Blackwater’s Participation in CIA Raids Raises Critical Questions
The news on Friday that Blackwater Worldwide (now known as Xe Services) participated in clandestine CIA operations in Iraq and Afghanistan that included targeted killings, kidnapping and “extraordinary renditions” raised more questions than it answered.
After all, we already knew that the U.S. government has relied more on private military contractors in its “war on terror” than in any war in the past. We also knew that private security outfits such as Blackwater were providing heavily armed guards for the U.S. war effort, not just protecting supply lines. The military’s reasoning has always been that hiring contractors provides a flexibility that the military doesn’t have, and compensates for the lack of full-fledged U.S. soldiers in our nation’s all-volunteer army.
But are there other reasons that Blackwater and other private security guards have been used for some of the CIA and military’s highest-risk operations? Maybe.
For one thing, private security companies operate in secrecy — a secrecy that’s guaranteed to the government in their contracts. What’s more, while the death of a U.S. soldier is publicly reported and investigated by the U.S. military, the death of a private contractor is not. The circumstances surrounding deaths of private contractors on the battlefield have remained largely secret. Unlike in the military, family members aren’t entitled to an investigation that reveals how they died. And when those family members have sued to get that information, their cases have usually been dismissed — contractors and the government argue that to let the families have their day in court would endanger national security and military secrets. In the best case scenario for the families, the families’ case was shunted off to private, confidential arbitration, as happened when four Blackwater guards were torched by Iraqi insurgents and hung from a bridge in Fallujah.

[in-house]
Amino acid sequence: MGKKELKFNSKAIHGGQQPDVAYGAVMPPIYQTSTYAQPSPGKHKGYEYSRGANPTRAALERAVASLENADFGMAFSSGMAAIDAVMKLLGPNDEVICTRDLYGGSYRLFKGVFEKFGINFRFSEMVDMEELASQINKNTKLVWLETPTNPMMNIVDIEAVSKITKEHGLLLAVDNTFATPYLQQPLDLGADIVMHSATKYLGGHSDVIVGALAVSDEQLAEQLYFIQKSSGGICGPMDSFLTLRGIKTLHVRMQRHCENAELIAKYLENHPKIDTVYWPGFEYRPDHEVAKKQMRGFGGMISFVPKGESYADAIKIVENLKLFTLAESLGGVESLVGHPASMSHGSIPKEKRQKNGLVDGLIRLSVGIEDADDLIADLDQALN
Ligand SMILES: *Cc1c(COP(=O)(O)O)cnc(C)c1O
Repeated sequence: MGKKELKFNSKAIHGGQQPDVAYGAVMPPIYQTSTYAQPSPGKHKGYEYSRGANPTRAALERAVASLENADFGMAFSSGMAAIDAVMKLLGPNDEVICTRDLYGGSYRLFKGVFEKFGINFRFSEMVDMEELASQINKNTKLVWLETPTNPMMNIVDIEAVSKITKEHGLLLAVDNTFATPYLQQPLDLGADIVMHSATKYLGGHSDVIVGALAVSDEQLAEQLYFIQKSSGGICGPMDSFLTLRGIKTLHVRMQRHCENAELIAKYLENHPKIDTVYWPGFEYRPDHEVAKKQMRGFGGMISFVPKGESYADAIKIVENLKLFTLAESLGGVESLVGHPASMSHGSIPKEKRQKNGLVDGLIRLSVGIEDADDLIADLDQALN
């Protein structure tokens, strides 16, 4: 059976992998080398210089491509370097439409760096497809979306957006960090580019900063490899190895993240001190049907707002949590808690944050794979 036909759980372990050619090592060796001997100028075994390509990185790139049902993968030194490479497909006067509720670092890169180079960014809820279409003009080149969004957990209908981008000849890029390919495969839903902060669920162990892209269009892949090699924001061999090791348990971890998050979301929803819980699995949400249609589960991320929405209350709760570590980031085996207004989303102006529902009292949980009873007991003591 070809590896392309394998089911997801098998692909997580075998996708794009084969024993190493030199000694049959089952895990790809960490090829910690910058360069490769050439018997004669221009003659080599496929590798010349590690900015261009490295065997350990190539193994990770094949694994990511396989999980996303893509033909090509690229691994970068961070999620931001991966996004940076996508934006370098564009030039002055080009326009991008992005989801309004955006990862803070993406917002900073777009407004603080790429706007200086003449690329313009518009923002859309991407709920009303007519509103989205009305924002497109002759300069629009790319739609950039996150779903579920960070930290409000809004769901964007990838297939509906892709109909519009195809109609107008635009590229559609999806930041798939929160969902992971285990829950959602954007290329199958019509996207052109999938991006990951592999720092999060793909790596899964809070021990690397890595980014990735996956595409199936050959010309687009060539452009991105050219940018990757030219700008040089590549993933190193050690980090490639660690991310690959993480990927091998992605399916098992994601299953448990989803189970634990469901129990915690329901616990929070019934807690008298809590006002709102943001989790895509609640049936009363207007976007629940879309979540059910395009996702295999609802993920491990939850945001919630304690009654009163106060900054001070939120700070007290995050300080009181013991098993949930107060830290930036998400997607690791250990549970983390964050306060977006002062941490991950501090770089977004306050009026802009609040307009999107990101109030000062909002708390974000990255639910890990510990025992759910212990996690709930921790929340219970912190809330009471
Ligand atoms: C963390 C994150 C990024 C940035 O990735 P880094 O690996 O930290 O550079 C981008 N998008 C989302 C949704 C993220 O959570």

The deaths of private security guards also don’t get counted as “U.S. casualties”, the way the deaths of U.S. soldiers do.
That sort of secrecy is something that the contractors, and the government, in most cases require.
So is the U.S. military relying more heavily on private security guards to do its dirty work in this war because it knows that whatever happens in Afghanistan will stay in Afghanistan? Is it a way to keep secret its military operations, and to get around having to acknowledge any resulting U.S. casualties?
Those are the sorts of questions to be asking now.